Older brothers and sisters were responsible for watching out for the little ones.  The garden always needed weeding and many hands were required for gathering the quantities of vegetables.  The woodbox must be kept full, and water hauled to the house from the creek, lake, or well.  Children helped with all aspects of food preparation, including cooking, baking, and the serving of meals.
In the early pioneering days there was not the rigid differentiation between the roles of women and men, or of boys and girls.  Inez Denny tells us that “the majority of the pioneer boys were expected to not be particular as to whether they did men’s work or women’s work.”  Cousin Billie Boren was “a notable example of versatility, lending a hand with helpless babies, cooking or washing, the most patient and faithful of nurses, lifting many a burden for the tired house-mother.”
The children helped preserve the garden produce, such as stringing apples for drying.  Another chore was selling surplus vegetables and flowers door-to-door.  Susie and Alice Mercer also made the rounds of the village selling vegetables, milk, and eggs from their farm.
On washing day children were pressed into service performing numerous tasks:  tending the fire under the big kettle in the yard, rubbing soft homemade soap into the soiled places on the clothing and linens, and wringing out the washed clothes.  The children then spread the clothes on bushes and branches to dry.  Later they used clotheslines.

The pioneer children had few toys and their playground was the green, tree-covered hillsides and brown beaches.  For fun they dared each other to climb up the steepest, slipperiest banks above Smith Cove or to walk or run down the 50- and 60-foot logs that lay at odd angles across deep ravines or on steep inclines.  Inez reports that the children went on with their usual outdoor games the year around, unless it rained unusually hard.  They loved being outside and were restive if kept in the house for very long.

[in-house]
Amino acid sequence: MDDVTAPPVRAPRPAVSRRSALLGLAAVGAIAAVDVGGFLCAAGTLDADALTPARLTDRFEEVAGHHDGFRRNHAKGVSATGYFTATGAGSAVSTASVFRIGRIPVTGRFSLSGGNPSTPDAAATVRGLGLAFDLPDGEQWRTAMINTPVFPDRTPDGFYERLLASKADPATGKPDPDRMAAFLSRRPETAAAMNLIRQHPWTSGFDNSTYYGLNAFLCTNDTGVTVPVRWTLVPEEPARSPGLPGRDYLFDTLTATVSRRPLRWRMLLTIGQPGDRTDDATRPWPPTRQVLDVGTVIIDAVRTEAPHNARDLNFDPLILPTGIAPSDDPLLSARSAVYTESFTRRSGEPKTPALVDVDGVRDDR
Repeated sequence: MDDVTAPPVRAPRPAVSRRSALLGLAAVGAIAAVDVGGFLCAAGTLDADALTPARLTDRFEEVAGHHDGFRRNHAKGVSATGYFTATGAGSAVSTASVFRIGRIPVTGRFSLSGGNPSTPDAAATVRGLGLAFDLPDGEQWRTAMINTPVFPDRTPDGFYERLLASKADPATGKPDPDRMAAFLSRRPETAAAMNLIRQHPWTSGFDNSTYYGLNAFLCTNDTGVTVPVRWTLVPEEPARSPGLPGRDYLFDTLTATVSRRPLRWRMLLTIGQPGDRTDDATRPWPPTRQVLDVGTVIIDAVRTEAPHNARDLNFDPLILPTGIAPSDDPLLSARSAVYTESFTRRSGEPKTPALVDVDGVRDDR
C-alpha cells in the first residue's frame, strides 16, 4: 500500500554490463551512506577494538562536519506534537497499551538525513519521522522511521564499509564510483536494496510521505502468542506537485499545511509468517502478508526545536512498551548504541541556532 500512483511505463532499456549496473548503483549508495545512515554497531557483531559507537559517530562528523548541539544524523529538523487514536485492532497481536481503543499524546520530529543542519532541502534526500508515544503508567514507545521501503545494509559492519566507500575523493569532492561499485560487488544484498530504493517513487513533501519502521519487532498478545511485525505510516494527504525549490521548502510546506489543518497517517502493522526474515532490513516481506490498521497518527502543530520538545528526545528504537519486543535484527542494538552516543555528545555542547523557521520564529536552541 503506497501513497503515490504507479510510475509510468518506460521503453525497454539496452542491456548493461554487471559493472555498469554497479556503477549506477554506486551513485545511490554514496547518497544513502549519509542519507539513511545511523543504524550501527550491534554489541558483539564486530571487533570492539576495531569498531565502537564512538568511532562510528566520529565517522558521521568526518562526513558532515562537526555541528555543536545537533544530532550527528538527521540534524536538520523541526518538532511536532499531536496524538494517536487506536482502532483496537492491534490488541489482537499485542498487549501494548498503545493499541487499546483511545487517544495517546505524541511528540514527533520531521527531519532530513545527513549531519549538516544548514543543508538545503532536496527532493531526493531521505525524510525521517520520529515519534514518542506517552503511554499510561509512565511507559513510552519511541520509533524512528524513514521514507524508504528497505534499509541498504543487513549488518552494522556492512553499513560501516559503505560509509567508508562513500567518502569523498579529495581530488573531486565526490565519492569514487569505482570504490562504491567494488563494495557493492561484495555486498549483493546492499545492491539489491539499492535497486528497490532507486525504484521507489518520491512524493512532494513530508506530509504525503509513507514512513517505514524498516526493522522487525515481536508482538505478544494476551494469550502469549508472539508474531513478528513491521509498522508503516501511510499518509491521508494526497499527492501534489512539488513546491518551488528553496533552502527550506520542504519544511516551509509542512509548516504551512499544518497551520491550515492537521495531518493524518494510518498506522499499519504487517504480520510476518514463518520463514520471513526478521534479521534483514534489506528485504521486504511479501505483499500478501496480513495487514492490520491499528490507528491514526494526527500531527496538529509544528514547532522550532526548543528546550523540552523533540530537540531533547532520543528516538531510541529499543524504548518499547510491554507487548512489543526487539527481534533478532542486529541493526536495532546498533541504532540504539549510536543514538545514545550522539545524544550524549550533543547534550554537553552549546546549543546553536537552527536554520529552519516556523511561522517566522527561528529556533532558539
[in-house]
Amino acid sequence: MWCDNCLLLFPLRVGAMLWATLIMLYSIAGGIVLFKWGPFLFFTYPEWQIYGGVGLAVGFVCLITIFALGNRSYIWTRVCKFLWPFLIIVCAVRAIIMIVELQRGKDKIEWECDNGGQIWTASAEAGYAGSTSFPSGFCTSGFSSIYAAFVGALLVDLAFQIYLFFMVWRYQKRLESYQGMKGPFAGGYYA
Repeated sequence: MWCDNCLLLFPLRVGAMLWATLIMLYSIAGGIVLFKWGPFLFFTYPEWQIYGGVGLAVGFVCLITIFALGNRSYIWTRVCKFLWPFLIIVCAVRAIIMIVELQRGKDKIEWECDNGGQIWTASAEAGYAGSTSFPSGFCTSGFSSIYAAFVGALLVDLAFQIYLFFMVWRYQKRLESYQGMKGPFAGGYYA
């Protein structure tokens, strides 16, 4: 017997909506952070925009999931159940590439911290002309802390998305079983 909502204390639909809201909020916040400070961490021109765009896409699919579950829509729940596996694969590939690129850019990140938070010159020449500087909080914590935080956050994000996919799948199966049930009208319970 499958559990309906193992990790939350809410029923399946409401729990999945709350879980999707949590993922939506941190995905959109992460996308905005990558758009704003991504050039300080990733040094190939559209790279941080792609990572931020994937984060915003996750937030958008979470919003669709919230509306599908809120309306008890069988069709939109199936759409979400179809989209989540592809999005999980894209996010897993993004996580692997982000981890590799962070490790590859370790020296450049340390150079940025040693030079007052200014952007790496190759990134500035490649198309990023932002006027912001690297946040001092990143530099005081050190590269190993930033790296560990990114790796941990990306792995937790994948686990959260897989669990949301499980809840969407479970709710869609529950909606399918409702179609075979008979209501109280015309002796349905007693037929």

The children were not restrained in their athletic adventures for fear of damaging their clothes.  The girls’ dresses and boys’ shirts were of cotton calico which cost only five cents a yard at Dexter Horton’s store.  Warmer dresses and trousers were made of linsey-woolsey, a home-woven blend of linen and wool fibers, and handknit wool sweaters, mittens, and scarves kept off the damp child from the bay in the winter time.  The girls participated in making their own clothes, knitting and stitching the garments.  Everything was carefully washed and mended over and over before it was handed down to the next child, or to a neighbor.
When the Chinook wind came singing across Puget Sound in January or February, the boys sent their homemade kites up, up into the sky at the top of Queen Anne Hill.  On such windy days the girls would loosen their long hair, which was normally braided or held back in a net, and perform what they called a “skirt dance” be holding the hems of their skirts over the heads and running down the hill squealing with delight as their skirts ballooned out behind them like sails.
The cattle were another source of adventure.  When David’s range stock came around the homestead, which it did quite often, the children would run for a rope or rawhide lariat and lasso the calves.  One day Inez and Madge enjoyed a wild adventure.  Mounting a two-year-old heifer when it was lying down, they were startled when it leapt to its feet and bellowing hideously, ran for dear life with the two girls clinging to its back.  In seconds the entire herd began stampeding toward Lake Union — cows leaping over logs and calves bawling — with the girls astride the heifer in the middle of a cloud of dust, shrieking with delight and fright.  They eventually flew off, landing in a soft sandy spot in the road.